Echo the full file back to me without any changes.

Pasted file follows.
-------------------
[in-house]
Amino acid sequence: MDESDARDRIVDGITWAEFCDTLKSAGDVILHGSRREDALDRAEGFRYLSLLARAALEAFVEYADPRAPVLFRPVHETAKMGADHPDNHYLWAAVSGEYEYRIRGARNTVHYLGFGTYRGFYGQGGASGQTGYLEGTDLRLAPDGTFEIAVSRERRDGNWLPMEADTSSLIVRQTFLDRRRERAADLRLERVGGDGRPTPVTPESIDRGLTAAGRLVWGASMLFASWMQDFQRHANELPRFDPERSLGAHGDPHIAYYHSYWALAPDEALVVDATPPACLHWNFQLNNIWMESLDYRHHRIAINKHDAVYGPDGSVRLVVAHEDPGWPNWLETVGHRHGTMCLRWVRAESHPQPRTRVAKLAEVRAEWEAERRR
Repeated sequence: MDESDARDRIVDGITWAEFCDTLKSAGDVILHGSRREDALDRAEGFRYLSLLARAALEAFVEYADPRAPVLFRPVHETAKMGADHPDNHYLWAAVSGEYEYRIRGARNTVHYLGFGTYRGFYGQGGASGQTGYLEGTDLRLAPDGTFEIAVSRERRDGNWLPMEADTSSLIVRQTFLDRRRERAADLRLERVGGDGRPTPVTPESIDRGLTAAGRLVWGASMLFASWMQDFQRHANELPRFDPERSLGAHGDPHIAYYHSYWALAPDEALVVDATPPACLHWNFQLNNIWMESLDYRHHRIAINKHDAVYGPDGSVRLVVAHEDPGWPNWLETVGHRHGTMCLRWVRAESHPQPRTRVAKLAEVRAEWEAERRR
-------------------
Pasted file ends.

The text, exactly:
[in-house]
Amino acid sequence: MDESDARDRIVDGITWAEFCDTLKSAGDVILHGSRREDALDRAEGFRYLSLLARAALEAFVEYADPRAPVLFRPVHETAKMGADHPDNHYLWAAVSGEYEYRIRGARNTVHYLGFGTYRGFYGQGGASGQTGYLEGTDLRLAPDGTFEIAVSRERRDGNWLPMEADTSSLIVRQTFLDRRRERAADLRLERVGGDGRPTPVTPESIDRGLTAAGRLVWGASMLFASWMQDFQRHANELPRFDPERSLGAHGDPHIAYYHSYWALAPDEALVVDATPPACLHWNFQLNNIWMESLDYRHHRIAINKHDAVYGPDGSVRLVVAHEDPGWPNWLETVGHRHGTMCLRWVRAESHPQPRTRVAKLAEVRAEWEAERRR
Repeated sequence: MDESDARDRIVDGITWAEFCDTLKSAGDVILHGSRREDALDRAEGFRYLSLLARAALEAFVEYADPRAPVLFRPVHETAKMGADHPDNHYLWAAVSGEYEYRIRGARNTVHYLGFGTYRGFYGQGGASGQTGYLEGTDLRLAPDGTFEIAVSRERRDGNWLPMEADTSSLIVRQTFLDRRRERAADLRLERVGGDGRPTPVTPESIDRGLTAAGRLVWGASMLFASWMQDFQRHANELPRFDPERSLGAHGDPHIAYYHSYWALAPDEALVVDATPPACLHWNFQLNNIWMESLDYRHHRIAINKHDAVYGPDGSVRLVVAHEDPGWPNWLETVGHRHGTMCLRWVRAESHPQPRTRVAKLAEVRAEWEAERRR